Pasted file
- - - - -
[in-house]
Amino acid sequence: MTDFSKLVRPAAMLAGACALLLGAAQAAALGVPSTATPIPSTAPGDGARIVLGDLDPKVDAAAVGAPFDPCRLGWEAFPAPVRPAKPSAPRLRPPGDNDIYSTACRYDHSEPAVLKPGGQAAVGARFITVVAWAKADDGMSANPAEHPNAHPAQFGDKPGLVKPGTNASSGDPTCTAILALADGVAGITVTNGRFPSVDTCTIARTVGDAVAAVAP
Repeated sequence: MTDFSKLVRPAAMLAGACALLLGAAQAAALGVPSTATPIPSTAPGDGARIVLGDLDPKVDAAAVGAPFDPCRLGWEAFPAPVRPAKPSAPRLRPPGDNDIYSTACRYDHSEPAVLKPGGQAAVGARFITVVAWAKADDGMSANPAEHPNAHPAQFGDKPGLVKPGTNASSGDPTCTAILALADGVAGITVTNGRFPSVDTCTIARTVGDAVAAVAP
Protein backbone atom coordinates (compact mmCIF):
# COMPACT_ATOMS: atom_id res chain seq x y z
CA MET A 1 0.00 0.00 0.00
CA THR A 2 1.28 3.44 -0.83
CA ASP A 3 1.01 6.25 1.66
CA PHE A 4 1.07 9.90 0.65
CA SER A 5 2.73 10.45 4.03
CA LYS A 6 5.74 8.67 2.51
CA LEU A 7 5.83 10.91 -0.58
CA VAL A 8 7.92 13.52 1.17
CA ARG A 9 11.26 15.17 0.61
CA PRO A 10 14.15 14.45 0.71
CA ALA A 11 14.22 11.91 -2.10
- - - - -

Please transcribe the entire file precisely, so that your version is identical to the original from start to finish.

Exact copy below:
[in-house]
Amino acid sequence: MTDFSKLVRPAAMLAGACALLLGAAQAAALGVPSTATPIPSTAPGDGARIVLGDLDPKVDAAAVGAPFDPCRLGWEAFPAPVRPAKPSAPRLRPPGDNDIYSTACRYDHSEPAVLKPGGQAAVGARFITVVAWAKADDGMSANPAEHPNAHPAQFGDKPGLVKPGTNASSGDPTCTAILALADGVAGITVTNGRFPSVDTCTIARTVGDAVAAVAP
Repeated sequence: MTDFSKLVRPAAMLAGACALLLGAAQAAALGVPSTATPIPSTAPGDGARIVLGDLDPKVDAAAVGAPFDPCRLGWEAFPAPVRPAKPSAPRLRPPGDNDIYSTACRYDHSEPAVLKPGGQAAVGARFITVVAWAKADDGMSANPAEHPNAHPAQFGDKPGLVKPGTNASSGDPTCTAILALADGVAGITVTNGRFPSVDTCTIARTVGDAVAAVAP
Protein backbone atom coordinates (compact mmCIF):
# COMPACT_ATOMS: atom_id res chain seq x y z
CA MET A 1 0.00 0.00 0.00
CA THR A 2 1.28 3.44 -0.83
CA ASP A 3 1.01 6.25 1.66
CA PHE A 4 1.07 9.90 0.65
CA SER A 5 2.73 10.45 4.03
CA LYS A 6 5.74 8.67 2.51
CA LEU A 7 5.83 10.91 -0.58
CA VAL A 8 7.92 13.52 1.17
CA ARG A 9 11.26 15.17 0.61
CA PRO A 10 14.15 14.45 0.71
CA ALA A 11 14.22 11.91 -2.10